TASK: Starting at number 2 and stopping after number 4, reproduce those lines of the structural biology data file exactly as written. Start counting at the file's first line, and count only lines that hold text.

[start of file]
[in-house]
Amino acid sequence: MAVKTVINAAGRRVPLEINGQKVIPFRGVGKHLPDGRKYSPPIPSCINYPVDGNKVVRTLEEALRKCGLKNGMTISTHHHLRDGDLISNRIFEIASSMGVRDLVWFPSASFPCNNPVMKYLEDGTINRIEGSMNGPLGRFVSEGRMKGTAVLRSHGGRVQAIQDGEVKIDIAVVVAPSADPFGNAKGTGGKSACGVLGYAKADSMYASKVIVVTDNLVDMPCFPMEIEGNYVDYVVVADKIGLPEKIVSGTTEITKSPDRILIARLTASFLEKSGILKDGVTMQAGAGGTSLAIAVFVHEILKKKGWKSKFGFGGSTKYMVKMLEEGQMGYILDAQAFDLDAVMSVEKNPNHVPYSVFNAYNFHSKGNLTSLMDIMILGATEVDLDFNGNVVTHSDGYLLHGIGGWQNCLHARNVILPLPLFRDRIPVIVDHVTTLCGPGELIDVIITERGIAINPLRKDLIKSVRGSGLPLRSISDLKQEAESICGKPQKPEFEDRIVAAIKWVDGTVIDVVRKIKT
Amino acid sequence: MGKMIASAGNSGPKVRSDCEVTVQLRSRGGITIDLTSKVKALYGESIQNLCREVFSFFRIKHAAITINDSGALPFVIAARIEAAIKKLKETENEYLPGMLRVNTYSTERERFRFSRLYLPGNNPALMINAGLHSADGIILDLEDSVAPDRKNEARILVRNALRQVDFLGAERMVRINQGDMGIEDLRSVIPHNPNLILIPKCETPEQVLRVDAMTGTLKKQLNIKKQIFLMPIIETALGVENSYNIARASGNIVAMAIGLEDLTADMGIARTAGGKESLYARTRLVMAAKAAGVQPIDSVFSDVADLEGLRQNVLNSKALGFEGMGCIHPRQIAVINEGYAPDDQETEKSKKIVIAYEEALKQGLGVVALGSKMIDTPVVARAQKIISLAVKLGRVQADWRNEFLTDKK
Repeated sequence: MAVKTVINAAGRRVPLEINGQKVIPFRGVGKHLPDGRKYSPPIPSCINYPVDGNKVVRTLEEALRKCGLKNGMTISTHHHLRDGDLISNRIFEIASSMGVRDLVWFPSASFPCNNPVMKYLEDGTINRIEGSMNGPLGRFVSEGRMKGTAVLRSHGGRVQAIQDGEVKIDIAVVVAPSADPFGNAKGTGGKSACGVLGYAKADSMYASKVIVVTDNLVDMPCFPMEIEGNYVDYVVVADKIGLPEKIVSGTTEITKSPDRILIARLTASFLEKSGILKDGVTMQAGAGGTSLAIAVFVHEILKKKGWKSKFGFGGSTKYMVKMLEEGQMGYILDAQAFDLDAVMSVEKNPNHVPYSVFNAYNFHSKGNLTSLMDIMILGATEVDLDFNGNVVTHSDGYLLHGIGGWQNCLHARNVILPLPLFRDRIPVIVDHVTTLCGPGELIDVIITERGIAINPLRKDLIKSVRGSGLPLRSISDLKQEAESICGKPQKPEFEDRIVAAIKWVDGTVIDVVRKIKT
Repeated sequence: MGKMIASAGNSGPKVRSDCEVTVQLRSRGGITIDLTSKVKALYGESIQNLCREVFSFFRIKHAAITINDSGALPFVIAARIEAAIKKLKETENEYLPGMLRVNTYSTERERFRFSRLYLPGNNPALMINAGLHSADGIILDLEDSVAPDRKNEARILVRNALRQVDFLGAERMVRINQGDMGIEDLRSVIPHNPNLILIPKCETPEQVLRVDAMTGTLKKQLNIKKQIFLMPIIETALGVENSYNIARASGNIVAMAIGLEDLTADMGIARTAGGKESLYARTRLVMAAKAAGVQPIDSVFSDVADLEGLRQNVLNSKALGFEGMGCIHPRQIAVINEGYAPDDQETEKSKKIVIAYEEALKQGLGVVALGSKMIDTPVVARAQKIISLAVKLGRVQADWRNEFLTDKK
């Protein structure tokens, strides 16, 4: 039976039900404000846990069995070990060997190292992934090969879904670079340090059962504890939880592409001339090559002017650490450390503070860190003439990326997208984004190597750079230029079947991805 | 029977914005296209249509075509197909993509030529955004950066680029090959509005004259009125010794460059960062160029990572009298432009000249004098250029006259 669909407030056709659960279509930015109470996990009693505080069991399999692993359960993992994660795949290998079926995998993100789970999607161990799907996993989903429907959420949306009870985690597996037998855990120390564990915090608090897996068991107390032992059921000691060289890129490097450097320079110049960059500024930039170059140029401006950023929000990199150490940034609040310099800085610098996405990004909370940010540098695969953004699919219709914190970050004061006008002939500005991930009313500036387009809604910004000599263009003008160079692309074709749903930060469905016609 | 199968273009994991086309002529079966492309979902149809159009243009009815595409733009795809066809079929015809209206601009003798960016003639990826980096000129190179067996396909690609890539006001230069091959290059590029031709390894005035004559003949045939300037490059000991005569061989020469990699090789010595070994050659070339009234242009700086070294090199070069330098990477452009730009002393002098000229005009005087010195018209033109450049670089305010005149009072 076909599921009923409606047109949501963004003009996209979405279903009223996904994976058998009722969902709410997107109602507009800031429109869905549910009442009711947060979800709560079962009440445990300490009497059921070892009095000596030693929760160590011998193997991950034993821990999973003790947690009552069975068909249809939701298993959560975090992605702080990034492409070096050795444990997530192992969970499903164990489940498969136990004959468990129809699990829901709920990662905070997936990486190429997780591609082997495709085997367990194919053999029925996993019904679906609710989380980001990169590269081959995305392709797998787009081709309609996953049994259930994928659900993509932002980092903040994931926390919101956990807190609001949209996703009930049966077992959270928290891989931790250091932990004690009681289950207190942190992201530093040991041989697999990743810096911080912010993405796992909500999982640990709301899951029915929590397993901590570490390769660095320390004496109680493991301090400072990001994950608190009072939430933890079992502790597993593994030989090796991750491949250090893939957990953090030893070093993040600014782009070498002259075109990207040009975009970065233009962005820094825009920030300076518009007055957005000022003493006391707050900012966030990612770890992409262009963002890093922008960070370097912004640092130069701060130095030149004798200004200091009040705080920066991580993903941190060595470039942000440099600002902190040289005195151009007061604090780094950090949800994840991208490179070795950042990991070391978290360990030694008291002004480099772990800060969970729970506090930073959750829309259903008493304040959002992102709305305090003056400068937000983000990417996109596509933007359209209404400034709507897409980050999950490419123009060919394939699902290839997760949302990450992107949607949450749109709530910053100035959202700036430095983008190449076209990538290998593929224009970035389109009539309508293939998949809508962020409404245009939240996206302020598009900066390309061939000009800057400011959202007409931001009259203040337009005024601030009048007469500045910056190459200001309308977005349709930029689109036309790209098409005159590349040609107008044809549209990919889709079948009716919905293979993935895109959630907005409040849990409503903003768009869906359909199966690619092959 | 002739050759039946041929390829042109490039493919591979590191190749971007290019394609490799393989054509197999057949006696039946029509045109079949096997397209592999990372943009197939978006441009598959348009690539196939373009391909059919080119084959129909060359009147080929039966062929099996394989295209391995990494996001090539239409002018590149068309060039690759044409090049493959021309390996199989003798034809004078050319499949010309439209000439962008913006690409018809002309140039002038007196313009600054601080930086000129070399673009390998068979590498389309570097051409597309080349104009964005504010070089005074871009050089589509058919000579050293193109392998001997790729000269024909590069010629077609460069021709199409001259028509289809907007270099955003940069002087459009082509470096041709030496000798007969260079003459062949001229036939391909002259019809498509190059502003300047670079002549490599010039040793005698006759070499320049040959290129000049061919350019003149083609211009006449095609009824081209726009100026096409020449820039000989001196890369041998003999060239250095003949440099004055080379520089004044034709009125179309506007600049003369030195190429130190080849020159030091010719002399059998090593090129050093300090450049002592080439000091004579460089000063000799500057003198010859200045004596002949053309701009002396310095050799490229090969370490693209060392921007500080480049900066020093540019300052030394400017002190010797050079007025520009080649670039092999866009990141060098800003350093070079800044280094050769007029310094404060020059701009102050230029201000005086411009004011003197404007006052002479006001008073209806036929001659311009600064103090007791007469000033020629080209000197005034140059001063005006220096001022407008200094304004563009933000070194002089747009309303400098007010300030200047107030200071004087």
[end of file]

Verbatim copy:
Amino acid sequence: MAVKTVINAAGRRVPLEINGQKVIPFRGVGKHLPDGRKYSPPIPSCINYPVDGNKVVRTLEEALRKCGLKNGMTISTHHHLRDGDLISNRIFEIASSMGVRDLVWFPSASFPCNNPVMKYLEDGTINRIEGSMNGPLGRFVSEGRMKGTAVLRSHGGRVQAIQDGEVKIDIAVVVAPSADPFGNAKGTGGKSACGVLGYAKADSMYASKVIVVTDNLVDMPCFPMEIEGNYVDYVVVADKIGLPEKIVSGTTEITKSPDRILIARLTASFLEKSGILKDGVTMQAGAGGTSLAIAVFVHEILKKKGWKSKFGFGGSTKYMVKMLEEGQMGYILDAQAFDLDAVMSVEKNPNHVPYSVFNAYNFHSKGNLTSLMDIMILGATEVDLDFNGNVVTHSDGYLLHGIGGWQNCLHARNVILPLPLFRDRIPVIVDHVTTLCGPGELIDVIITERGIAINPLRKDLIKSVRGSGLPLRSISDLKQEAESICGKPQKPEFEDRIVAAIKWVDGTVIDVVRKIKT
Amino acid sequence: MGKMIASAGNSGPKVRSDCEVTVQLRSRGGITIDLTSKVKALYGESIQNLCREVFSFFRIKHAAITINDSGALPFVIAARIEAAIKKLKETENEYLPGMLRVNTYSTERERFRFSRLYLPGNNPALMINAGLHSADGIILDLEDSVAPDRKNEARILVRNALRQVDFLGAERMVRINQGDMGIEDLRSVIPHNPNLILIPKCETPEQVLRVDAMTGTLKKQLNIKKQIFLMPIIETALGVENSYNIARASGNIVAMAIGLEDLTADMGIARTAGGKESLYARTRLVMAAKAAGVQPIDSVFSDVADLEGLRQNVLNSKALGFEGMGCIHPRQIAVINEGYAPDDQETEKSKKIVIAYEEALKQGLGVVALGSKMIDTPVVARAQKIISLAVKLGRVQADWRNEFLTDKK
Repeated sequence: MAVKTVINAAGRRVPLEINGQKVIPFRGVGKHLPDGRKYSPPIPSCINYPVDGNKVVRTLEEALRKCGLKNGMTISTHHHLRDGDLISNRIFEIASSMGVRDLVWFPSASFPCNNPVMKYLEDGTINRIEGSMNGPLGRFVSEGRMKGTAVLRSHGGRVQAIQDGEVKIDIAVVVAPSADPFGNAKGTGGKSACGVLGYAKADSMYASKVIVVTDNLVDMPCFPMEIEGNYVDYVVVADKIGLPEKIVSGTTEITKSPDRILIARLTASFLEKSGILKDGVTMQAGAGGTSLAIAVFVHEILKKKGWKSKFGFGGSTKYMVKMLEEGQMGYILDAQAFDLDAVMSVEKNPNHVPYSVFNAYNFHSKGNLTSLMDIMILGATEVDLDFNGNVVTHSDGYLLHGIGGWQNCLHARNVILPLPLFRDRIPVIVDHVTTLCGPGELIDVIITERGIAINPLRKDLIKSVRGSGLPLRSISDLKQEAESICGKPQKPEFEDRIVAAIKWVDGTVIDVVRKIKT